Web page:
The Friday disaster involving a cargo train, the Bengaluru-Howrah Superfast Express, and the Shalimar-Chennai Central Coromandel Express killed at least 250 people and injured over 900 more. Although the reason for the triple train accident is uncertain, sources speculate that a signaling failure caused it. “The rescue effort is concluded. We are already beginning the repair process. “Kavach was not available on this route,” stated Amitabh Sharma, a spokesman for Indian Railways. The rail line is currently implementing the “Kavach” anti-train collision technology across its network.
The most prevalent cause of railway accidents is a loco pilot jumping a signal (Signal Passed at Danger, or SPAD), which causes Kavach to issue an alarm.
When it identifies another train traveling on the same track within a certain distance, the system may warn the locomotive pilot, regulate the brakes and stop the train immediately.
What Is The Kavach Technology?
Kavach is a rail protection system that operates automatically. For example, if two trains happen to be on the same track by accident, the armor brake will stop the train before it gets too close, preventing an accident.
Railway Minister Ashwini Vaishnav made this comment in May 2022. When he declared that he would place safety covers on trains. Following the Odisha railway disaster, the video of his remarks is going viral on social media. According to reports, 275 people would not have died if the Coromandel Express had rail armor.
— Ashwini Vaishnaw (@AshwiniVaishnaw) March 4, 2022
Kavach was created by the Research Designs and Standards Organisation (RDSO) in collaboration with three Indian suppliers and is now the National ATP System for Indian Railways. Kavach was created to aid locomotive pilots in avoiding Signal Passing At Danger (SPAD) and overspeeding in severe weather situations like a dense fog.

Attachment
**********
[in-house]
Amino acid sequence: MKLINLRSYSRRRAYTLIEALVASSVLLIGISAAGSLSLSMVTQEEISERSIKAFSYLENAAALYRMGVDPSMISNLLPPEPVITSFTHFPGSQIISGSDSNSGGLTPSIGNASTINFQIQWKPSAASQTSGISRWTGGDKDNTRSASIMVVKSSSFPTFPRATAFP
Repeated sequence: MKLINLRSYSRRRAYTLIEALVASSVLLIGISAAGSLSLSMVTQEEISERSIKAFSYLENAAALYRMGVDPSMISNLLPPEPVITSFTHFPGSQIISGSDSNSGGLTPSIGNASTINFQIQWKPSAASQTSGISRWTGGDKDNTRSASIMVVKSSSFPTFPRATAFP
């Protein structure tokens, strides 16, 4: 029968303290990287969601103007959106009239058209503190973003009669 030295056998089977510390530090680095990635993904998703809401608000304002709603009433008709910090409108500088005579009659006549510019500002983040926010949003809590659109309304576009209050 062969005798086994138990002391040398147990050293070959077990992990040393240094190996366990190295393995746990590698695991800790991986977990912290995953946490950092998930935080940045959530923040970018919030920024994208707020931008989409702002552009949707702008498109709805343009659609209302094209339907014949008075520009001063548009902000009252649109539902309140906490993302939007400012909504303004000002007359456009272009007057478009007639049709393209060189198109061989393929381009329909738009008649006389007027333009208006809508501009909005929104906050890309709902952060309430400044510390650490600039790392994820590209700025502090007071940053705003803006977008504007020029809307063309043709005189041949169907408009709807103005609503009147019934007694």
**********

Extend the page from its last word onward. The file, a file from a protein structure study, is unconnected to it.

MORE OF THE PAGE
The device improves train speed management and eliminates mishaps by automatically deploying brakes when required. The Kavach framework’s critical components include programmed brake application in the event that the training pilot fails to respond and the arrangement of line-side signal display in the lodge for improved permeability in foggy conditions.
The Kavach Testing
In India, the Kavach or TCAS initially underwent testing in October 2012 during the Manmohan Singh government. ‘Path Breaking Technology’ was the name of the testing that took place in Hyderabad. To halt the train before an accident, this technology had been put to the test.
Two trains outfitted with TCAS technology were permitted to travel along a track simultaneously during this test. Both trains suddenly halted after approaching each other from around 200 meters apart. This technique has since been acknowledged as effective.
Despite successful trials in 2012, neither the UPA nor the NDA governments pursued this technology further. Finally, after ten years, Railway Minister Ashwini Vaishnav and the Chairman of the Railway Board verified this technology by boarding two distinct trains in March 2022.
Whether or whether two trains crashed head-on was determined at this time. However, due to the armor, two trains came to a complete halt at a distance of 380 meters during the experiment.
How Much Does Installing Kavach Technology Cost?
In addition to being locally produced, the armor is also quite affordable when compared to the technology utilized in Europe, claims Railways. Its installation costs range from Rs 30 lakh to Rs 50 lakh per km. The amount spent on this technology in other nations is only a fourth of what is being spent here. This indicates that the price of implementing this technology in America or other European nations is more significant than Rs 2 crore per km.
More About The Technology
Kavach was tested on the South Central Railway’s 250-kilometer Lingampally-Vikarabad-Wadi and Vikarabad-Bidar sections. Following successful testing, three manufacturers were cleared for more research and development orders on the Indian Railways network.
Kavach’s development priced a total of 16.88 crore rupees. The parts of Kavach’s deployment from New Delhi to Howrah and New Delhi to Mumbai are expected to be completed in March 2024. The initial implementation’s lessons will act as the platform for future growth.
Kavach made headlines following an incident in Odisha’s Balasore district, which was one of the most destructive train disasters in India’s rail line history. Three trains crashed in a chain of events, killing at least 250 people and wounding over 900 more. This was a tragic loss of lives. In the middle of the aftermath, it is unknown if any of the trains involved in the collision were outfitted with the Kavach framework. Many individuals now believe that Kavach may have prevented the accident. However, nothing seems to be known at this time.
What do you think about the technology? Do you think the government failed? Drop your thoughts in the comments down below! We’re waiting!